A recent article from Morningstar, “Why Pensions are Vital to Estate Planning,” explains that pensions are attractive alternatives to other types of property, because they can be inherited without the burden of taxes.
Company pensions—whether defined benefit or defined contribution—have different rules as to who can inherit in the event of a member’s death, as well as how much can be passed on to the next generation. A common misconception is that all inherited pensions, whether cash that’s been drawn down, an unused sum, or an annuity, are all tax free.
If a pension owner dies before they reach 75, this is generally the case. However, if you have questions about pensions and estate planning, talk to an experienced estate planning attorney.
It’s a common misconception that a spouse is the only person who can inherit their partner’s pension. Children can also be named as beneficiaries for pensions. This is frequently used as part of estate planning.
Make sure that your beneficiary form is up-to-date. This is because pension trustees without a beneficiary form or up-to-date information often use wills to guide them when a member dies. That’s why it’s critical to update your will when you experience a life-changing event, like divorce, bereavement, or the birth of a child.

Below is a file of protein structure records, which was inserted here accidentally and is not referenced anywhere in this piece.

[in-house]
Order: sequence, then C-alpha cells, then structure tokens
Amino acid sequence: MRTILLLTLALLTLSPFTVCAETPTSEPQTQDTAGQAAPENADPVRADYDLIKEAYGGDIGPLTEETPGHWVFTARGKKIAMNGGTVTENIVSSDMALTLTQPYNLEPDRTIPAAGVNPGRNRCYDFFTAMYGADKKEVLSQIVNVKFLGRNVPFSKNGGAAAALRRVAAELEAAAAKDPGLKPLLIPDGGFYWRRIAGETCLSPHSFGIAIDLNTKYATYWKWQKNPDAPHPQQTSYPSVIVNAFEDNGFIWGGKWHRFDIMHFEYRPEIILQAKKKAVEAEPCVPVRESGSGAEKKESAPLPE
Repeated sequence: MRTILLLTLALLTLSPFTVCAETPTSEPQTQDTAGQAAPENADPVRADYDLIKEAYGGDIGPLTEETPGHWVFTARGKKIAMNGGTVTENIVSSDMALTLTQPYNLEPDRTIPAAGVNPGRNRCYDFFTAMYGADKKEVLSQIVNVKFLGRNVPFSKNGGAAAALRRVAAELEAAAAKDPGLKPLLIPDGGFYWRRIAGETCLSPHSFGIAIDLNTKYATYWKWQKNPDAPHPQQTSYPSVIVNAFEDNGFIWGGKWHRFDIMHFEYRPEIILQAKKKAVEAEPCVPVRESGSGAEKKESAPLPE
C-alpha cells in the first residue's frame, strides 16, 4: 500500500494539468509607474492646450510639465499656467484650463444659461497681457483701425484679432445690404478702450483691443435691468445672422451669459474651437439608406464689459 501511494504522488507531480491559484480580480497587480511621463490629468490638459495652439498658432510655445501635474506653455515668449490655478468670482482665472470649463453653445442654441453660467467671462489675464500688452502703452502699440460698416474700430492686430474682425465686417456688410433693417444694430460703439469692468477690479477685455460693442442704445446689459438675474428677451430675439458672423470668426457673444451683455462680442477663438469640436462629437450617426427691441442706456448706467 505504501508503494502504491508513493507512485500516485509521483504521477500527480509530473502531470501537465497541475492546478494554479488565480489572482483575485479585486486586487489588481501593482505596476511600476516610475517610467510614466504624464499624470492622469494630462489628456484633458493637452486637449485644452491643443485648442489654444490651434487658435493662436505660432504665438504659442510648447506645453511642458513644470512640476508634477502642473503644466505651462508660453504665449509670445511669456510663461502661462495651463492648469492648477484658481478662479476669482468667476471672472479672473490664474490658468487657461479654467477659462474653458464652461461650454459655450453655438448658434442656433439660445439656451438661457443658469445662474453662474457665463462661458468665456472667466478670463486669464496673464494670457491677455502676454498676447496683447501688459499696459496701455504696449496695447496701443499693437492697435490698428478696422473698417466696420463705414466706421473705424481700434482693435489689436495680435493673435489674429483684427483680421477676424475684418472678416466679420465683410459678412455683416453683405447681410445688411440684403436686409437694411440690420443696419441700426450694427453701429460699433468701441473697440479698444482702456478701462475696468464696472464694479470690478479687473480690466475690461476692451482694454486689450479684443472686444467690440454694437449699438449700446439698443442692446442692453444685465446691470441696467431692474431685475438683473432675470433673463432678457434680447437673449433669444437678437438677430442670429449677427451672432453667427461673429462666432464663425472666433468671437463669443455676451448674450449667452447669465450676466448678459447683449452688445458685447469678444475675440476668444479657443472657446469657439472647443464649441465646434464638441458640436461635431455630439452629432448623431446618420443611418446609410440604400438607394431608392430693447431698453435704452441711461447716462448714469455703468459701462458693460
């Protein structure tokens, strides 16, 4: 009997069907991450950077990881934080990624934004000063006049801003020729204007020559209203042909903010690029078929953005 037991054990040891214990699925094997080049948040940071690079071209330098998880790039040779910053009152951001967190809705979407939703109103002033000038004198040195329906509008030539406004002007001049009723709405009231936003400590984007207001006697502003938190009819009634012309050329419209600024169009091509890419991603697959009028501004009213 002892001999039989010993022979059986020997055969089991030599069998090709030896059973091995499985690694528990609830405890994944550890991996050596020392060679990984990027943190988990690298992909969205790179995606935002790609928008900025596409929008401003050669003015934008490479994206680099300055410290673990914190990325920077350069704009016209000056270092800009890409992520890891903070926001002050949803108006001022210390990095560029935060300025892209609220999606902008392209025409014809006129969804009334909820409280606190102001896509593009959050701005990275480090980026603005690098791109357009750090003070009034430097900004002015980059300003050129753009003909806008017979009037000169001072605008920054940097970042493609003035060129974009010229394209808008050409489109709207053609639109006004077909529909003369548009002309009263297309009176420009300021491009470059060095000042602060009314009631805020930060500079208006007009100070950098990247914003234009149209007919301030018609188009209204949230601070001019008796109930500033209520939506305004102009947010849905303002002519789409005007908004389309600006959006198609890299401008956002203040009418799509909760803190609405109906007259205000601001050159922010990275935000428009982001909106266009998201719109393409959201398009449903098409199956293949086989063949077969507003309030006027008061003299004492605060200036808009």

Without a completed beneficiary form or a surviving spouse, trustees will use their discretion when determining whether to pay out to children. They often look for “financial dependency,” like a joint bank account.
Many people have opted to take a 25% lump sum from their pot. However, experts caution that if any of this withdrawn money is left over when you die, it may be taxed.
Money left within the pension isn’t subject to tax if you die before 75. If you die when older than 75, the person who inherits it must pay tax at their rate.
Discuss your pension with your estate planning attorney to make sure that it aligns with the rest of your estate plan.
Reference: Morningstar (March 9, 2018) “Why Pensions are Vital to Estate Planning”